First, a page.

National Women's History Month, which we commemorate each March, is rooted in origins as far back as 1857, when women working in factories in the northeast staged protests over the working conditions they endured. Observed for a full month since 1987, Women's History Month has served as an invitation to recognize and celebrate women for their achievements and honor the collective contributions they continue to make for the betterment of society.
This year's theme, "Our History is our Strength," highlights the stories of women who stood strong in the face of adversity and persevered to change the course of history. For example, we remember Betsy Ross, who stitched the symbol of independence and self-governance that still flies true today. We also think of Ann Dunwoody, the first and only female to serve our nation as a four-star general, who today oversees one of the largest commands in the U.S. Army. We also remember Clara Barton, who risked her life bringing medical supplies to soldiers on the Civil War battlefields and later founded the American Red Cross. Mavericks such as Amelia Earhart, who flew solo across the Atlantic Ocean, and Sally Ride, the first American female who flew in space, represent the courageous spirit of millions of women here and around the world. There is also Wilma Rudolph, an African-American woman, who, despite being born premature and suffering polio as a child, overcame great odds to become a world-class sprinter and the first American woman to win three gold medals at the Olympics.
Today, we witness the extraordinary legacy of these and so many other remarkable women. Whether it is in corporate board rooms, the ivory towers of our universities and colleges, our science laboratories, the halls of Congress, or in the chambers of the U.S. Supreme Court -- women are making exceptional strides which are paving the way for future generations. We should, as a nation, reaffirm our commitment to ending gender discrimination and violence again women, promoting equal pay for equal work, and supporting women in their endeavors here and around the globe.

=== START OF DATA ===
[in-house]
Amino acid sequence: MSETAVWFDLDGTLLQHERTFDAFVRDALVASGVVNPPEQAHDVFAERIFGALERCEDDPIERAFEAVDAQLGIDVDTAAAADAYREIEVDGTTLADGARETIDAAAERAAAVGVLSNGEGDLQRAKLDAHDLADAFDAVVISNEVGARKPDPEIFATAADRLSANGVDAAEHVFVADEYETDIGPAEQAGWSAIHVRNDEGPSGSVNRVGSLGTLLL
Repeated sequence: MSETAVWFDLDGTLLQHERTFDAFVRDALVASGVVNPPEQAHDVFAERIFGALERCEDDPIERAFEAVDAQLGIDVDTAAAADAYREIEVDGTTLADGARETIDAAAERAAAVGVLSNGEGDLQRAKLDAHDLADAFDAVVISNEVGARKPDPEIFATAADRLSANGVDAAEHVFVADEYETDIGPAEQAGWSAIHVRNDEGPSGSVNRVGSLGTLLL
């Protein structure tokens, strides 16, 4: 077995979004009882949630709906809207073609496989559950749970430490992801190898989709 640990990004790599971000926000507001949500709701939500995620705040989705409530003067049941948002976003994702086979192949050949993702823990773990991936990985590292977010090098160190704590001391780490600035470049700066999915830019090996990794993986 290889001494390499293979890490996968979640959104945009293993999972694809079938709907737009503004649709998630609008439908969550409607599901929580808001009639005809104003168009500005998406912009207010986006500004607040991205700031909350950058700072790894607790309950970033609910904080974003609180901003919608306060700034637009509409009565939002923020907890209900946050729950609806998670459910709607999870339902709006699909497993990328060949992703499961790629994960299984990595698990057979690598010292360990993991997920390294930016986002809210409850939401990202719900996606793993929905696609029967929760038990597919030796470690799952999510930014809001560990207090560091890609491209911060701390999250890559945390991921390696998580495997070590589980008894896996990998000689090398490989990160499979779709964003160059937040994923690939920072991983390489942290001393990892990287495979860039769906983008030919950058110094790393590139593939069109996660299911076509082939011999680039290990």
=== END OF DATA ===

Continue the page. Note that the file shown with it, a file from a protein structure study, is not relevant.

Data from the most recent U.S. Census indicates that more than 58 percent of today's workforce is comprised of women, and more women hold bachelor's degrees than do men. While many milestones have been reached, women still face many challenges, and achieving parity in the workplace is essential. One of the most notable achievements in this effort was the enactment of the Lilly Ledbetter Fair Pay Act, landmark legislation that was signed into law to amend the Civil Rights Act of 1964. The law was rooted in a U.S. Supreme Court decision in a case where Lilly Ledbetter, a Goodyear Tire & Rubber Company employee, sued when she discovered near the end of her 19-year career that she was paid significantly less than her male counterpart.
Women are also widely-recognized for their prominent roles in caring for families, whether they work exclusively in the home or as economic bread-winners outside the home. Even in the daily routine of child-rearing or caring for an aging parent, women exemplify strength, courage, discipline and love.
Women have overcome enormous obstacles in the pursuit of their dreams. As we honor these women -- mothers, wives, sisters and daughters who have touched our lives -- let us appreciate the diversity of their contributions and achievements. To women active in our homes, communities, churches and civic life and to all of the women who are working to make a positive difference -- I say "thank you!" You enrich the lives of those around you -- in our families, our community, our nation, and indeed around the world.